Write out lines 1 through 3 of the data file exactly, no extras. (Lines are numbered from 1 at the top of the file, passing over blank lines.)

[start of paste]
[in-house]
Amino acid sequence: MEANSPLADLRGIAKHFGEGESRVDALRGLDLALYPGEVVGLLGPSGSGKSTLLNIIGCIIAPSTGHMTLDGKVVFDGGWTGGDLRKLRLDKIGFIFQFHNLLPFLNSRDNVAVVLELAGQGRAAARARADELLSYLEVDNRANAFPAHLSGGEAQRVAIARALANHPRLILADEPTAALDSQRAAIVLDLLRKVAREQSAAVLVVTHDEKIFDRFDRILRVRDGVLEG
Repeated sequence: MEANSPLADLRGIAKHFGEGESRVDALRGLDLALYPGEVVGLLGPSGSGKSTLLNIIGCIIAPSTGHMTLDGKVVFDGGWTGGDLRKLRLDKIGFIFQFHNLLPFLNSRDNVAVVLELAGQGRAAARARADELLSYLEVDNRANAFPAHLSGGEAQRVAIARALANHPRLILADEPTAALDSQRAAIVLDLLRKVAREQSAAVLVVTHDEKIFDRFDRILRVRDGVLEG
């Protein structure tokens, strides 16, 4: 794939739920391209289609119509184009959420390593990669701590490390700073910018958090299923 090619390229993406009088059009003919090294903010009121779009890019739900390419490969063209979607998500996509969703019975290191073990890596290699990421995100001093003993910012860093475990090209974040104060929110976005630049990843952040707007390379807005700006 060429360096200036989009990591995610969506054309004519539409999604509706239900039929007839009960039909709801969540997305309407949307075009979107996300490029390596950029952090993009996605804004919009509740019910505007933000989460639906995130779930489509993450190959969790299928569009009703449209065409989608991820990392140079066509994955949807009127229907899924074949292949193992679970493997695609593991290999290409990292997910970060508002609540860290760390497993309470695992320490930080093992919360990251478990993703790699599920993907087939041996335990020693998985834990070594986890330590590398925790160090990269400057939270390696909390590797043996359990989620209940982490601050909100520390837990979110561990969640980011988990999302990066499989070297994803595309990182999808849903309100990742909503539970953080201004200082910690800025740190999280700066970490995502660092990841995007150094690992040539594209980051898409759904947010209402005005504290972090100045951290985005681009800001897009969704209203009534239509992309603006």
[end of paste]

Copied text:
[in-house]
Amino acid sequence: MEANSPLADLRGIAKHFGEGESRVDALRGLDLALYPGEVVGLLGPSGSGKSTLLNIIGCIIAPSTGHMTLDGKVVFDGGWTGGDLRKLRLDKIGFIFQFHNLLPFLNSRDNVAVVLELAGQGRAAARARADELLSYLEVDNRANAFPAHLSGGEAQRVAIARALANHPRLILADEPTAALDSQRAAIVLDLLRKVAREQSAAVLVVTHDEKIFDRFDRILRVRDGVLEG
Repeated sequence: MEANSPLADLRGIAKHFGEGESRVDALRGLDLALYPGEVVGLLGPSGSGKSTLLNIIGCIIAPSTGHMTLDGKVVFDGGWTGGDLRKLRLDKIGFIFQFHNLLPFLNSRDNVAVVLELAGQGRAAARARADELLSYLEVDNRANAFPAHLSGGEAQRVAIARALANHPRLILADEPTAALDSQRAAIVLDLLRKVAREQSAAVLVVTHDEKIFDRFDRILRVRDGVLEG